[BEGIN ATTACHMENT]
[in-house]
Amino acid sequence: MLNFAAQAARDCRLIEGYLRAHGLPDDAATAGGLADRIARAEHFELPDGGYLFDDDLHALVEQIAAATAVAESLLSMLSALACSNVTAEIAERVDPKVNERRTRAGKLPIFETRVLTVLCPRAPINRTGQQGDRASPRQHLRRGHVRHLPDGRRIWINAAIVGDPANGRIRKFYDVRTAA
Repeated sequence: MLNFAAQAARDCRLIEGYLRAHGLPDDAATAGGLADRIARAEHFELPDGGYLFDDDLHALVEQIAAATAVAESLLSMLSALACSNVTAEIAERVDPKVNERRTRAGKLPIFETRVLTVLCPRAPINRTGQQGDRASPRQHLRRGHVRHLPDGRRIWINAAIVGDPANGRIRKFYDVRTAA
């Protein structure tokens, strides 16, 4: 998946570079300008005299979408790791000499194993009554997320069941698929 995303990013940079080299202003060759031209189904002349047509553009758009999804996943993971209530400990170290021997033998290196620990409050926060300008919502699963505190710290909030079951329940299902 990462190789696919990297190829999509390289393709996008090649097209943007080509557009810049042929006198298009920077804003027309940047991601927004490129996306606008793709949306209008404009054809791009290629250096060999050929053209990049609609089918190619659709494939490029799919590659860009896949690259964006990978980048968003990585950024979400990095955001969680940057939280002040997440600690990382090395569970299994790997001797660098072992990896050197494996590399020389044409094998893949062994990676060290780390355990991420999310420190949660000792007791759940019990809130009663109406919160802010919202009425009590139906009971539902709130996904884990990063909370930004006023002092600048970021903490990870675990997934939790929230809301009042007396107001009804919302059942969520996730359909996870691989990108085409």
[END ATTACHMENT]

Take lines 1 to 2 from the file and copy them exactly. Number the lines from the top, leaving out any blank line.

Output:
[in-house]
Amino acid sequence: MLNFAAQAARDCRLIEGYLRAHGLPDDAATAGGLADRIARAEHFELPDGGYLFDDDLHALVEQIAAATAVAESLLSMLSALACSNVTAEIAERVDPKVNERRTRAGKLPIFETRVLTVLCPRAPINRTGQQGDRASPRQHLRRGHVRHLPDGRRIWINAAIVGDPANGRIRKFYDVRTAA